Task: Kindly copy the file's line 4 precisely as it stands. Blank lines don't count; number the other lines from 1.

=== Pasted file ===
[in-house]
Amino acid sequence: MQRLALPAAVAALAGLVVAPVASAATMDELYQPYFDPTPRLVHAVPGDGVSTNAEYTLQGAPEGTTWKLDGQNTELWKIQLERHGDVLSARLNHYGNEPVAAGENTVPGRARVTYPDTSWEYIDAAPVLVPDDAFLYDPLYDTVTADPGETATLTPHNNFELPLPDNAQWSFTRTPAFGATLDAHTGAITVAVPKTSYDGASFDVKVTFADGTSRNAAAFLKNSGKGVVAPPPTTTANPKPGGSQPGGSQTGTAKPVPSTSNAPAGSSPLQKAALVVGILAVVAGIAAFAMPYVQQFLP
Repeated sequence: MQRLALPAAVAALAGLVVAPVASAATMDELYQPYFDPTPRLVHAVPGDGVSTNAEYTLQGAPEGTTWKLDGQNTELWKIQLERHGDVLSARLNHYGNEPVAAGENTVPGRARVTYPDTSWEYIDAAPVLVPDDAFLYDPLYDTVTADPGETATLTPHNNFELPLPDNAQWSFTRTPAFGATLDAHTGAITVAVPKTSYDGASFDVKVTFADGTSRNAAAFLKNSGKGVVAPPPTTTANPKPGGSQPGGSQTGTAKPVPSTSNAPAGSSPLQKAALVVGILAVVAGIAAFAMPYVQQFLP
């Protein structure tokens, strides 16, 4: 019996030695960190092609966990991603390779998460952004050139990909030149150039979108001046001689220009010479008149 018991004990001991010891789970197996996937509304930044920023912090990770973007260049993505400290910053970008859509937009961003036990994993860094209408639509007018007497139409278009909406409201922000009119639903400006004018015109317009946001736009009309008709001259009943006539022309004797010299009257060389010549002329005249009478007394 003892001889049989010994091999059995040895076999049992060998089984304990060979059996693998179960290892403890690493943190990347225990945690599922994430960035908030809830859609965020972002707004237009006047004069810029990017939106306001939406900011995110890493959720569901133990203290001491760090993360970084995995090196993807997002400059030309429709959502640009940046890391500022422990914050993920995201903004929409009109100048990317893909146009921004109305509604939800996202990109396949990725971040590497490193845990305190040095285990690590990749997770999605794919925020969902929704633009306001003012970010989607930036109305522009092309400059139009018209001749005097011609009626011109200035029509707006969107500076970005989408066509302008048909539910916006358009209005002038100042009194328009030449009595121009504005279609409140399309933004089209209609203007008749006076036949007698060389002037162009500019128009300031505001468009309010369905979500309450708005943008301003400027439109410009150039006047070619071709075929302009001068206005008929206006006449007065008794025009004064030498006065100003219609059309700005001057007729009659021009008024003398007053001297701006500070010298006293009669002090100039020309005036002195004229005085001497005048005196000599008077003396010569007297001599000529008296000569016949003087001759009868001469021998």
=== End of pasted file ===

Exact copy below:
């Protein structure tokens, strides 16, 4: 019996030695960190092609966990991603390779998460952004050139990909030149150039979108001046001689220009010479008149 018991004990001991010891789970197996996937509304930044920023912090990770973007260049993505400290910053970008859509937009961003036990994993860094209408639509007018007497139409278009909406409201922000009119639903400006004018015109317009946001736009009309008709001259009943006539022309004797010299009257060389010549002329005249009478007394 003892001889049989010994091999059995040895076999049992060998089984304990060979059996693998179960290892403890690493943190990347225990945690599922994430960035908030809830859609965020972002707004237009006047004069810029990017939106306001939406900011995110890493959720569901133990203290001491760090993360970084995995090196993807997002400059030309429709959502640009940046890391500022422990914050993920995201903004929409009109100048990317893909146009921004109305509604939800996202990109396949990725971040590497490193845990305190040095285990690590990749997770999605794919925020969902929704633009306001003012970010989607930036109305522009092309400059139009018209001749005097011609009626011109200035029509707006969107500076970005989408066509302008048909539910916006358009209005002038100042009194328009030449009595121009504005279609409140399309933004089209209609203007008749006076036949007698060389002037162009500019128009300031505001468009309010369905979500309450708005943008301003400027439109410009150039006047070619071709075929302009001068206005008929206006006449007065008794025009004064030498006065100003219609059309700005001057007729009659021009008024003398007053001297701006500070010298006293009669002090100039020309005036002195004229005085001497005048005196000599008077003396010569007297001599000529008296000569016949003087001759009868001469021998």